Georgia CIO Calvin Rhodes to step down this month

After a decade as the state's top technology official, Calvin Rhodes will take a role in the private sector supporting governments in their use of technology, officials said.
Calvin Rhodes
Calvin Rhodes (Colin Wood / Scoop News Group)

Georgia Chief Information Officer Calvin Rhodes will step down at the end of the month for a role in the private sector, the Georgia Technology Authority announced Thursday.

After more than a decade as the state’s top technology official, Rhodes is currently the nation’s longest-serving state CIO. He’s been credited with improving the state’s use of enterprise technology and service delivery to residents.

Improving the state’s “digital maturity” and cybersecurity were also top priorities for Rhodes’ office over the past decade, according to a press release from the technology agency. Rhodes played a key role in helping the state launch its $110 million statewide cybersecurity center, which opened in 2018.

Known among his colleagues as a “consummate professional,” Rhodes was appointed by former Gov. Nathan Deal in 2011 and spent the following decade building relationships across government and with vendors in the private sector to boost the state’s technological maturity. In an interview with StateScoop in January looking back at his years of service, Rhodes said he initially intended to stay for just a couple of years, but found there was far more work to be done.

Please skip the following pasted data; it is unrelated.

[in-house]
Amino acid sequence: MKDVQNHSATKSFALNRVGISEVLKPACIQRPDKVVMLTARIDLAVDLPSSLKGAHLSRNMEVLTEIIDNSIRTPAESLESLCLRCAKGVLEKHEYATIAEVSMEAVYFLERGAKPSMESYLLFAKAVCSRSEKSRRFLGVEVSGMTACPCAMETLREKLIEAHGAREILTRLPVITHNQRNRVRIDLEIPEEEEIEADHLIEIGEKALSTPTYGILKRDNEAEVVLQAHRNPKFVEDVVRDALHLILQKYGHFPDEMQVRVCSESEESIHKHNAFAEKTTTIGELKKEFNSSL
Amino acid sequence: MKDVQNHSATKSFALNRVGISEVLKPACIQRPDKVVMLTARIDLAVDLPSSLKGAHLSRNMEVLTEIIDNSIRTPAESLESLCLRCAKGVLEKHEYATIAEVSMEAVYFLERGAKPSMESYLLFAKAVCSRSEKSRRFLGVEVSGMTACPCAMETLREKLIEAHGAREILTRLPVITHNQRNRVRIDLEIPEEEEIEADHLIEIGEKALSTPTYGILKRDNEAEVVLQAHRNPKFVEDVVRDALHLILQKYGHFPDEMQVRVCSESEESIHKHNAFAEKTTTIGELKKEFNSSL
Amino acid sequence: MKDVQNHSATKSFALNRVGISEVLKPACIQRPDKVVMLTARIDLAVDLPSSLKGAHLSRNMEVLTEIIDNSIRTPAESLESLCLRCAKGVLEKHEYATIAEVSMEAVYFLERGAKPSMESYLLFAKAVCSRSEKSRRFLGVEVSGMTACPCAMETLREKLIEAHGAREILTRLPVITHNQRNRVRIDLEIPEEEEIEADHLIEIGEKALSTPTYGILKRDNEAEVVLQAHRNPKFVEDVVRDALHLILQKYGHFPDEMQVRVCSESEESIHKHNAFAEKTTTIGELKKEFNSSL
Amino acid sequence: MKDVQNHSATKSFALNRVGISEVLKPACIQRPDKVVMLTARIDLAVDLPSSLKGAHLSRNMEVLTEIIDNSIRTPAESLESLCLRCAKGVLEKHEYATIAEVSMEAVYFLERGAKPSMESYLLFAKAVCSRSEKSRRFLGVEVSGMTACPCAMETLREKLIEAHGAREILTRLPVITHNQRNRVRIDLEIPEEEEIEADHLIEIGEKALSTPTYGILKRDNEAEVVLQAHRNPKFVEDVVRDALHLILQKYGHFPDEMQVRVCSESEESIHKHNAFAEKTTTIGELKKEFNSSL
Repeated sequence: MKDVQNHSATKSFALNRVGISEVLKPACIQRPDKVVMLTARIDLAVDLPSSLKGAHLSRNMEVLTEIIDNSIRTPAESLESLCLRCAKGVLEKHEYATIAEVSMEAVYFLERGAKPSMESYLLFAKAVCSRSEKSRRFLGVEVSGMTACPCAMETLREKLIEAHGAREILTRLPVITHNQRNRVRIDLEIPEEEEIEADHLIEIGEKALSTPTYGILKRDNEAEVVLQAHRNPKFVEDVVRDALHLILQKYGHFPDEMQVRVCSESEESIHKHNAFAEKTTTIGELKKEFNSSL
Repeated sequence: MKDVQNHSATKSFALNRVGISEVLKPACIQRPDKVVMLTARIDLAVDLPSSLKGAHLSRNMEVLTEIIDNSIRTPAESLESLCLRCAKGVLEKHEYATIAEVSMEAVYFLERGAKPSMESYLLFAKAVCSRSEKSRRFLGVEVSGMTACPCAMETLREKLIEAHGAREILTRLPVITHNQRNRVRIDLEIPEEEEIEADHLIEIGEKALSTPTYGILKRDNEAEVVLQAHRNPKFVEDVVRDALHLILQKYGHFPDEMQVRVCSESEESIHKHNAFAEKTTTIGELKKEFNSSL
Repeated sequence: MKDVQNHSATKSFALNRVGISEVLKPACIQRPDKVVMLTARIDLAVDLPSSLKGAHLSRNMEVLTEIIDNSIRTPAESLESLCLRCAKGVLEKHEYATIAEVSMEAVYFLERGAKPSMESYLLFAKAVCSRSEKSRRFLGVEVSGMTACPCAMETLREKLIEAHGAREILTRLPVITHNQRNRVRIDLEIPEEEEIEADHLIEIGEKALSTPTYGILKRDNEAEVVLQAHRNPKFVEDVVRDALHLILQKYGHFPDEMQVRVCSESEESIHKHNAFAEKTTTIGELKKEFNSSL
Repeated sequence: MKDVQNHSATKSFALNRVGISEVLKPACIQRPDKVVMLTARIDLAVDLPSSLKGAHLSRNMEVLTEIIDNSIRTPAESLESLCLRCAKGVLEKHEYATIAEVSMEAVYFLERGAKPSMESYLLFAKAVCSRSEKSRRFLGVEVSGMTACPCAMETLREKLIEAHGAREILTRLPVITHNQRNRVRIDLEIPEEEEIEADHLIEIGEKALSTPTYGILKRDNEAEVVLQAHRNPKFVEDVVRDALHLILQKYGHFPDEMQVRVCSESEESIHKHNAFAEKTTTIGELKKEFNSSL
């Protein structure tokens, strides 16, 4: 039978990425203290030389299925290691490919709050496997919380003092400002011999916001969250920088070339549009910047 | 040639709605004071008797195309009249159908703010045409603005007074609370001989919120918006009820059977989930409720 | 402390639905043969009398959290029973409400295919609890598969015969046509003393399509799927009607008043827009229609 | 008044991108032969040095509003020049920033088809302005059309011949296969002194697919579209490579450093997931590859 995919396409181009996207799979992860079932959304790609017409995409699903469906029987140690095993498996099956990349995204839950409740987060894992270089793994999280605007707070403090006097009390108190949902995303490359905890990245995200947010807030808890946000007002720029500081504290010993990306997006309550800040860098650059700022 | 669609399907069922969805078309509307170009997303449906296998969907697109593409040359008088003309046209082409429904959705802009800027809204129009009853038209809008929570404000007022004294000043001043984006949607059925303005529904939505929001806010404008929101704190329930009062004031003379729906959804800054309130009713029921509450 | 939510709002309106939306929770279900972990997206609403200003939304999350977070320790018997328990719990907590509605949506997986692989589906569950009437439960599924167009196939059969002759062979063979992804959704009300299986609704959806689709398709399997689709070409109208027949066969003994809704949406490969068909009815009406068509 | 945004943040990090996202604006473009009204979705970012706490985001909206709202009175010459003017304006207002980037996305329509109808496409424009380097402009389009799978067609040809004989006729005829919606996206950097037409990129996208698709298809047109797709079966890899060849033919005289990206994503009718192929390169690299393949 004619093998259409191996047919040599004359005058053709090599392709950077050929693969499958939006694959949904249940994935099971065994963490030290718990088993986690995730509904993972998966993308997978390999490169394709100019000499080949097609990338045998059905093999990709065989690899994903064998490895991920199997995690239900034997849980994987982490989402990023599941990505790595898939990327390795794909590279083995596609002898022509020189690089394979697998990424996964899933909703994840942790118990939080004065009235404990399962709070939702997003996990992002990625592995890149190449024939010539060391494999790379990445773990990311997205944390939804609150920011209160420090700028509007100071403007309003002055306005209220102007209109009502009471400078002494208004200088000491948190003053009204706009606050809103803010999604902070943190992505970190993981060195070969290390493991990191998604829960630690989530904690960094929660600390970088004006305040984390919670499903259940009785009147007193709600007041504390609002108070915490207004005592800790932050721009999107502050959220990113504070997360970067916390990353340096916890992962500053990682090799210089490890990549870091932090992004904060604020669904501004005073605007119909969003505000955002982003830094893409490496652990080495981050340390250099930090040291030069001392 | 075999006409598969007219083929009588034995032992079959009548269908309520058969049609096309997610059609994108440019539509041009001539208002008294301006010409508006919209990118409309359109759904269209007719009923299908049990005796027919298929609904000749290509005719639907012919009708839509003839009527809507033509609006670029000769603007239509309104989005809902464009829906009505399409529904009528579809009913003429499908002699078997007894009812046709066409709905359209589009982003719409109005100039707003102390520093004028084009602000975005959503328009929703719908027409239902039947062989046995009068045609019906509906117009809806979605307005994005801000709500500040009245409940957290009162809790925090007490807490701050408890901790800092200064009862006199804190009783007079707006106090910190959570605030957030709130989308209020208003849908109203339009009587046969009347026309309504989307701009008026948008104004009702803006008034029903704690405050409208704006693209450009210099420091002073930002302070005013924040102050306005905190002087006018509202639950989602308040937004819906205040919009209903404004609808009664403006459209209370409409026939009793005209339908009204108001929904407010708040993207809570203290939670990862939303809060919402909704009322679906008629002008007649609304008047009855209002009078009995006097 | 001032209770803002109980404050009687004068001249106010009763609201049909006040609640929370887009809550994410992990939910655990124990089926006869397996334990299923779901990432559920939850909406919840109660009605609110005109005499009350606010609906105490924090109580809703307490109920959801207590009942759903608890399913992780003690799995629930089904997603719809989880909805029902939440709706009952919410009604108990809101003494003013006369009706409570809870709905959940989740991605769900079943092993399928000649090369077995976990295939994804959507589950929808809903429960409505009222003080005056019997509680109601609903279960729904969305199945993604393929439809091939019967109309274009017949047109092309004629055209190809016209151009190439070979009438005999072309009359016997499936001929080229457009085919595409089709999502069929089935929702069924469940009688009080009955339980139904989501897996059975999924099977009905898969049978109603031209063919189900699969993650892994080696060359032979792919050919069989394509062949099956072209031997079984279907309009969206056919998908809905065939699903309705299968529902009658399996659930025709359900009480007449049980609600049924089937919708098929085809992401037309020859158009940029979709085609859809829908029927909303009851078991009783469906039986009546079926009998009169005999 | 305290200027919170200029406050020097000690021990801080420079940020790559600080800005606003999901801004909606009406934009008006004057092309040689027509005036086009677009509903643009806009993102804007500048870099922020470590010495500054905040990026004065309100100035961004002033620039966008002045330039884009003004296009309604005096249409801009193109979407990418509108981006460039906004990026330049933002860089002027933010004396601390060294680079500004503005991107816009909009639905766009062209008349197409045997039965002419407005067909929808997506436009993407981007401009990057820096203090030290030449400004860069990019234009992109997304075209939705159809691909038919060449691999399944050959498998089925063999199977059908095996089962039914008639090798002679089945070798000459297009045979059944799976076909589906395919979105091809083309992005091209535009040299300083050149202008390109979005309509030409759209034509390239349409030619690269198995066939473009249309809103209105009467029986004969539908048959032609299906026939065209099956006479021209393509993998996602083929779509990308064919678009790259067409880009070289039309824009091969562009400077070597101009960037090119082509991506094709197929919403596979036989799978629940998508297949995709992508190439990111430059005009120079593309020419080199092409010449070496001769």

“I attribute success to building strong relationships, making sure that individuals feel that if they have a concern or if they’re trying to accomplish something that through that conversation you can help them not only as an individual but also bring your team to help whatever the business need and priority that’s been assessed,” Rhodes said at the time. 

Among his top accomplishments, Rhodes named his work on the Georgia Cyber Center, which began as a cybersecurity range before growing into a much larger project that now houses academic research facilities, law-enforcement bureaus and part of the Defense Digital Service.

He also said the state’s IT modernization effort is “the largest and most complex thing” he’s worked on during his career. It took two years just to begin to standardize the technology in use at some of the state government’s agencies, he said.

Rhodes will officially be out June 30. Paula Calhoun, communications director for the Georgia Technology Authority, told StateScoop she anticipates a successor will be named soon. 

“Calvin is planning a move to the private sector where he will be able to support government entities in their use of technology,” Calhoun wrote in an email. 

Colin Wood

Written by Colin Wood

Colin Wood is the editor in chief of StateScoop and EdScoop. He's reported on government information technology policy for more than a decade, on topics including cybersecurity, IT governance and public safety.

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